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Wally Walrus:
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The Beach Nut (1944, October 16)
Ski For Two (1944, November 13)
The Sliphorn King of Polaroo (1945, March 19)
The Dippy Diplomat (1945, August 27)
The Reckless Driver (1946, August 26)
Well Oiled (1947, June 30)
Kiddie Koncert (1948, April 23)
Wacky-Bye Baby (1948, May 1)
Dog Tax Dodgers (1948, November 26)
Slingshot 6 7/8 (1951, July 23)
Sleep Happy (1951, March 26)
The Woody Woodpecker Polka (1951, October 29)
What's Sweepin' (1953, January 5)



The Beach Nut (1944, October 16)

Wally Walrus

About The Beach Nut (1944):  Wally's first appearance!

Ski For Two (1944, November 13)

Ski For Two Wally Walrus

Wally Walrus

About Ski For Two (1944):  One of Wally's all-time best!

The Sliphorn King of Polaroo (1945, March 19)

Wally Walrus

About The Sliphorn King of Polaroo (1945):  This was the last of the "Swing Symphony" series of cartoons.  Wally Walrus was originally set to be the star of the cartoon, the sliphorn trombone player named Jackson.  Even early storyboards showed Wally as the lead character.  However, Jackson was changed to a lion, and Wally was dropped save for a short sight gag.  Why the change to a lion?  It's not exactly known, but probably because it was funnier to see a lion at the South Pole; a walrus would have been more at home in the cold climate.  Also, Wally is a fat character, and the skinny lion was much easier to make flexible for all the funny physical comedy.  The cartoon's music was by legendary jazz great Jack Teagarden.

The Dippy Diplomat (1945, August 27)

Wally Walrus

About The Dippy Diplomat (1945):

The Reckless Driver (1946, August 26)

Wally Walrus

About The Reckless Driver (1946):

Well Oiled (1947, June 30)

Wally Walrus

About Well Oiled (1947):

Kiddie Koncert (1948, April 23)

Wally Walrus

About Kiddie Koncert (1948):  In this cartoon, Wally Walrus is the major star!  He's the conductor of the orchestra.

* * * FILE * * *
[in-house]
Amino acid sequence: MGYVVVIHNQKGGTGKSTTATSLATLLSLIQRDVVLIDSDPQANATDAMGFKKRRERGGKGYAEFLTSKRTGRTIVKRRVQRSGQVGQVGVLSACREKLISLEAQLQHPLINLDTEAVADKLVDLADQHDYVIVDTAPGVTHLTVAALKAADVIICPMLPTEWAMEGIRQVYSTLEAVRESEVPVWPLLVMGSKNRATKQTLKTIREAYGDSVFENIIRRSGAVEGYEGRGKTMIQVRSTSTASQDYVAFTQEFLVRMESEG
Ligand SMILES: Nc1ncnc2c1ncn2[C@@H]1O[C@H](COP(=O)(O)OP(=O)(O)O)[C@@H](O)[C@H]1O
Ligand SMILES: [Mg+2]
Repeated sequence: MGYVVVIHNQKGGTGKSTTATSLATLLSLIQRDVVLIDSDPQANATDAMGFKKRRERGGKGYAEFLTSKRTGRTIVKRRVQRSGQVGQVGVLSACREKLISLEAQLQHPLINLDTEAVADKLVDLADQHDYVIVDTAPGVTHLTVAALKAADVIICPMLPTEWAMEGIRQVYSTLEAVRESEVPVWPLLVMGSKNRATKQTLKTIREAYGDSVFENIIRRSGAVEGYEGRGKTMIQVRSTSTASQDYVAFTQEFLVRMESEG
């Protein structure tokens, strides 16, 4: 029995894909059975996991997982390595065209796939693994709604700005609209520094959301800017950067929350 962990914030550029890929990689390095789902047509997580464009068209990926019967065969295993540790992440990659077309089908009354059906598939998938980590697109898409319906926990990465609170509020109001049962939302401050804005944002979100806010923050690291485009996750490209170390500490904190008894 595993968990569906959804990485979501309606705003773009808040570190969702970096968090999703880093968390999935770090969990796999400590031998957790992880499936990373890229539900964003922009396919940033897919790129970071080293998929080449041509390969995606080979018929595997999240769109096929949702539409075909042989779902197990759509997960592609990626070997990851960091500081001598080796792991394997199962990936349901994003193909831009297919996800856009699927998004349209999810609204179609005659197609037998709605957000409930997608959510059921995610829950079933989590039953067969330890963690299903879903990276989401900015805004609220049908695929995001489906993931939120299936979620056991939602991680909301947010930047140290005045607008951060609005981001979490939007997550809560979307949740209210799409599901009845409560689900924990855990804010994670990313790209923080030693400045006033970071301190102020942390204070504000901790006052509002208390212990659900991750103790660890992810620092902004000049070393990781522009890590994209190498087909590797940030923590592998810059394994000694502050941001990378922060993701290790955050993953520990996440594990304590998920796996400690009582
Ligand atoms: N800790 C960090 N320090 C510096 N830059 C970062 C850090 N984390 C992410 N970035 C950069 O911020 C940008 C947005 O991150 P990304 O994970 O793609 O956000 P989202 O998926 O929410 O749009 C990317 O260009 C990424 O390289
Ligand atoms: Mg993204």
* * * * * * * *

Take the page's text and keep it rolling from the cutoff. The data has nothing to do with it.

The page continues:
Wacky-Bye Baby (1948, May 1)

Wally Walrus

About Wacky-Bye Baby (1948):  If it wasn't so funny, I'd almost feel sorry for Wally in this one.  He really takes a beating!  "Oh, yunior!"

Dog Tax Dodgers (1948, November 26)

Wally Walrus

About Dog Tax Dodgers (1948):  Wally Walrus played the antagonist in this Andy Panda cartoon.  It was rare for Wally to appear outside of Woody Woodpecker cartoons.  Even more rare to star in his own.  In later years, Wally Walrus appeared in some Chilly Willy cartoons.

Slingshot 6 7/8 (1951, July 23)

Wally Walrus

About Slingshot 6 7/8 (1951):  Wally Walrus had a very small part in this cartoon.  Buzz Buzzard was Woody's antagonist.

Sleep Happy (1951, March 26)

Wally Walrus Wally Walrus

About Sleep Happy (1951):  The strength of this cartoon is Wally's facial expressions.  I don't think I've ever seen his face have so much expression as I have in this cartoon.  Other than that, this isn't one of my favorite Wally Walrus cartoons.  For one thing, he doesn't talk at all, and a big part of his appeal in his voice.  Plus, the comedy is monotonous; Woody's keeping Wally from sleeping, and Wally's best efforts can't help him get a good night's sleep.  There were a ton of cartoons from all the major studios back then with the same theme, and I don't care for any of them too much.

The Woody Woodpecker Polka (1951, October 29)

Wally Walrus

About The Woody Woodpecker Polka (1951):  Again, Wally doesn't talk, but he's given some of his best physical comedy.  Plus, it's funny to see him as a country bumpkin.

What's Sweepin' (1953, January 5)

Wally Walrus

About What's Sweepin' (1953):  Wally is an Irish cop.  I love the cop idea, but not the Irish.  Nothing can beat Wally's standard Swedish accent!  Still, a great cartoon!